“ INDELIBLE MARK  “A Solo show of Paintings by  UTTAM CHAPTE

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“Abstraction allows man to see with his mind what he cannot see physically with his eyes….Abstract art enables the artist to perceive beyond the tangible, to extract the infinite out of the finite. It is the emancipation of the mind. It is an exploration into unknown areas.”
― Arshile Gorky

 “ INDELIBLE MARK  A Solo show of Paintings by  UTTAM CHAPTE

At: Triveni Kala Sangam, 205, Tansen Marg, New Delhi.  

Date: 12th August – 21st August  2019

Timings: 11AM – 8 PM

 In the history of modern art the story of the Abstract art spans no more than 108 years. But the Abstract did not suddenly materialise out of nowhere like some kind of a magical act. Even an artist of the stature of Turner, the magician of the landscape, had at one stage strayed towards the Abstract. Quite a few shapes and compositions of the modern Abstract art can be divined in the Tantra art of ancient India. In Gorky’s quote lies hidden the true grammar of the Abstract. However, despite a strong history of the Abstract art we often come upon arguments such as: “Art should look like art, trees and flowers and people, not weird shapes and splotches of colour all smeared together.” One has to also reflect whether the so-called love, passion and pain give rise only to figurative art. These sentiments can be expressed in the language of the Abstract art as well.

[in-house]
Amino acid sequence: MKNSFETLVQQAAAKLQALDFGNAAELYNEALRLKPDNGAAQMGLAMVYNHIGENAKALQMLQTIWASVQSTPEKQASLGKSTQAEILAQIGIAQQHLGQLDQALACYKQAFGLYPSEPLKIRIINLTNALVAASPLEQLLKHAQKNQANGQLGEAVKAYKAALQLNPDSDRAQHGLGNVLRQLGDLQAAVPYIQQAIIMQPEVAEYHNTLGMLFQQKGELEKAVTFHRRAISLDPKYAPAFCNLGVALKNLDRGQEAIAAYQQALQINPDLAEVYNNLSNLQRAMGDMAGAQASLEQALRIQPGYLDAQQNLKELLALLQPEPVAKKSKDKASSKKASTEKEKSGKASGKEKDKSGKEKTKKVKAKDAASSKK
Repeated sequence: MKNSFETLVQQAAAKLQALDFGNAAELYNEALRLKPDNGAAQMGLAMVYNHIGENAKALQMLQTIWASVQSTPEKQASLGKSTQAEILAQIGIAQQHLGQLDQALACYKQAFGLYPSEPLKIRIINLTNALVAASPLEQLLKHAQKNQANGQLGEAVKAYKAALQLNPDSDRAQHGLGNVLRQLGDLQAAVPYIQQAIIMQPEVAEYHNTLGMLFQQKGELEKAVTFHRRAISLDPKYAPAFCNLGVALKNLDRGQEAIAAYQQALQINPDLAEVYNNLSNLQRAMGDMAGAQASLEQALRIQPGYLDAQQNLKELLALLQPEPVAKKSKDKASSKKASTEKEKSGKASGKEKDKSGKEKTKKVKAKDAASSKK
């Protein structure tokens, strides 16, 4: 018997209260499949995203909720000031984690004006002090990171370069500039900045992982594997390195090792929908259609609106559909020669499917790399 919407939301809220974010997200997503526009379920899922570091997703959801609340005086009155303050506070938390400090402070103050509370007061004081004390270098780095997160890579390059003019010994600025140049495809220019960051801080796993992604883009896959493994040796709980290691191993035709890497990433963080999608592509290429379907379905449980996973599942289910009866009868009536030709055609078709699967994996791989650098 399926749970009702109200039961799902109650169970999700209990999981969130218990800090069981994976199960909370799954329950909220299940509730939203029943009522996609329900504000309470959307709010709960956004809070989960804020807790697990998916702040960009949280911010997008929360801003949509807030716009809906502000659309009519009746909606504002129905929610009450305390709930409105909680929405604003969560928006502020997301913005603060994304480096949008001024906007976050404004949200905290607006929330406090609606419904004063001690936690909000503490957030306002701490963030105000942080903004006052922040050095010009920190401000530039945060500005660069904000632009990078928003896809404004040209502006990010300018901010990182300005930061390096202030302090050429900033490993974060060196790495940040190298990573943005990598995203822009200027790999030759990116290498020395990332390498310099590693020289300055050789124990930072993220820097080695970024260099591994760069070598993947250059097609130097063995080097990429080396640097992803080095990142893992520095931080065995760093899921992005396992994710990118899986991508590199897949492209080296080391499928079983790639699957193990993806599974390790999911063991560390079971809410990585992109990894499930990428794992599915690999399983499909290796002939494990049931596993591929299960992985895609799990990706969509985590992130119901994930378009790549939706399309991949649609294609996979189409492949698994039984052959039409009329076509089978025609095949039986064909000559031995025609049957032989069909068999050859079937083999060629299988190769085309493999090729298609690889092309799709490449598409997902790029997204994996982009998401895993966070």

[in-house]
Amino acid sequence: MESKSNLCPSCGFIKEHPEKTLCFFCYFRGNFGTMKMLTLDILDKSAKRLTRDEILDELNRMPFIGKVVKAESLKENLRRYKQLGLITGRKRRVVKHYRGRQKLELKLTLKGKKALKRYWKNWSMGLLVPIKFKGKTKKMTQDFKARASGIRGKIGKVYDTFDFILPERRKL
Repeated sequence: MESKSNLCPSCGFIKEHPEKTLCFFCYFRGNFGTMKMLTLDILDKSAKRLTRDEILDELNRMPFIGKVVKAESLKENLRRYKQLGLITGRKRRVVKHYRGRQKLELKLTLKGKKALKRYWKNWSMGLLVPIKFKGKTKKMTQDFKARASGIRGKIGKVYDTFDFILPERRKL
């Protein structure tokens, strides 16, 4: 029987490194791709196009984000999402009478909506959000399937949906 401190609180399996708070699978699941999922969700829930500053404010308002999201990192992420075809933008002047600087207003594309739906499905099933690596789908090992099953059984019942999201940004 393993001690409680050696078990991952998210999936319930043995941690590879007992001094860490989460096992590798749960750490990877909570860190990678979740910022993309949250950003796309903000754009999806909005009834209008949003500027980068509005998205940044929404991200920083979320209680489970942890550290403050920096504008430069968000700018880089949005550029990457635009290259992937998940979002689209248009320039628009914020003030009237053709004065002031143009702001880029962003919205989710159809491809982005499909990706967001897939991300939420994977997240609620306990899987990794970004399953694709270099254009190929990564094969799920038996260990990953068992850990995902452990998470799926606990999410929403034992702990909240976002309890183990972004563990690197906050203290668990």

I notice this very love, passion and pain in Uttam Chapte’s Abstract creations. His paintings hide within them like a wonder world the earthy aroma associated with a farmer family from the Hadolti village in the Latur district of Maharashtra, and the soothing gusts redolent with the fresh air coming from paddy fields. The geography of his village is no less interesting – the Karnataka border is close by and the border of Andhra Pradesh is not very far either. The openness of his Abstracts can be noticed in this geography.

 Personally, I like the modern artists who do not just make their village part of their memories and then forget them. They are able to maintain a close relationship with that world even in the contemporary context; in other words “they extract the infinite out of the finite”. No wonder Uttam Chapte’s favourite modern artists are Gaitonde and Ambadas.

 Chapte’s new works are beautiful expressions of what looks like the wonderful world of stones lying under water. The viewer can dive into this world any number of times and with each plunge he is able to divine the infinite within the finite at the level of creativity. Chapte’s works display an amazing balance of colours and forms. His large canvases do not go looking for the grammar of the western Abstracts; rather, each moment they manage to define his peasant roots. Great Hindi poet Nirala’s one line has a range of deep meanings: “A man bent like a bow/ Turns into a being with a plough.”




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